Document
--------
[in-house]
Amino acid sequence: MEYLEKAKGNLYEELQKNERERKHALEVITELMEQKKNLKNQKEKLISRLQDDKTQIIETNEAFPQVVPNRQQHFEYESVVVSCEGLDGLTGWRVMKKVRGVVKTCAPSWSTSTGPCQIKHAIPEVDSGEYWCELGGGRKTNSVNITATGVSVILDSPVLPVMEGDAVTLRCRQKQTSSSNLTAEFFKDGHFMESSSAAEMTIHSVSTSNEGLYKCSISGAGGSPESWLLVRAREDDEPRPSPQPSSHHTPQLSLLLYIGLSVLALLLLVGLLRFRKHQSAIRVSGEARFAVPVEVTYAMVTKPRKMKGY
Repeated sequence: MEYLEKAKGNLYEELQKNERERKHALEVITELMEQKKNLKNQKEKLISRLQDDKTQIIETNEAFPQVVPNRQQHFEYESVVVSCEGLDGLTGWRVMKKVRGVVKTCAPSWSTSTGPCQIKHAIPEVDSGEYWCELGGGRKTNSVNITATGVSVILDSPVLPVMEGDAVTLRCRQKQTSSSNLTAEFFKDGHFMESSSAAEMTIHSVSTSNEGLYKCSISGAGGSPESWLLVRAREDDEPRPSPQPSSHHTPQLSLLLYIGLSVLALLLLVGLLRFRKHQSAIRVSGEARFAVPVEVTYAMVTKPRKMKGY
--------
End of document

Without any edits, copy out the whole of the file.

[in-house]
Amino acid sequence: MEYLEKAKGNLYEELQKNERERKHALEVITELMEQKKNLKNQKEKLISRLQDDKTQIIETNEAFPQVVPNRQQHFEYESVVVSCEGLDGLTGWRVMKKVRGVVKTCAPSWSTSTGPCQIKHAIPEVDSGEYWCELGGGRKTNSVNITATGVSVILDSPVLPVMEGDAVTLRCRQKQTSSSNLTAEFFKDGHFMESSSAAEMTIHSVSTSNEGLYKCSISGAGGSPESWLLVRAREDDEPRPSPQPSSHHTPQLSLLLYIGLSVLALLLLVGLLRFRKHQSAIRVSGEARFAVPVEVTYAMVTKPRKMKGY
Repeated sequence: MEYLEKAKGNLYEELQKNERERKHALEVITELMEQKKNLKNQKEKLISRLQDDKTQIIETNEAFPQVVPNRQQHFEYESVVVSCEGLDGLTGWRVMKKVRGVVKTCAPSWSTSTGPCQIKHAIPEVDSGEYWCELGGGRKTNSVNITATGVSVILDSPVLPVMEGDAVTLRCRQKQTSSSNLTAEFFKDGHFMESSSAAEMTIHSVSTSNEGLYKCSISGAGGSPESWLLVRAREDDEPRPSPQPSSHHTPQLSLLLYIGLSVLALLLLVGLLRFRKHQSAIRVSGEARFAVPVEVTYAMVTKPRKMKGY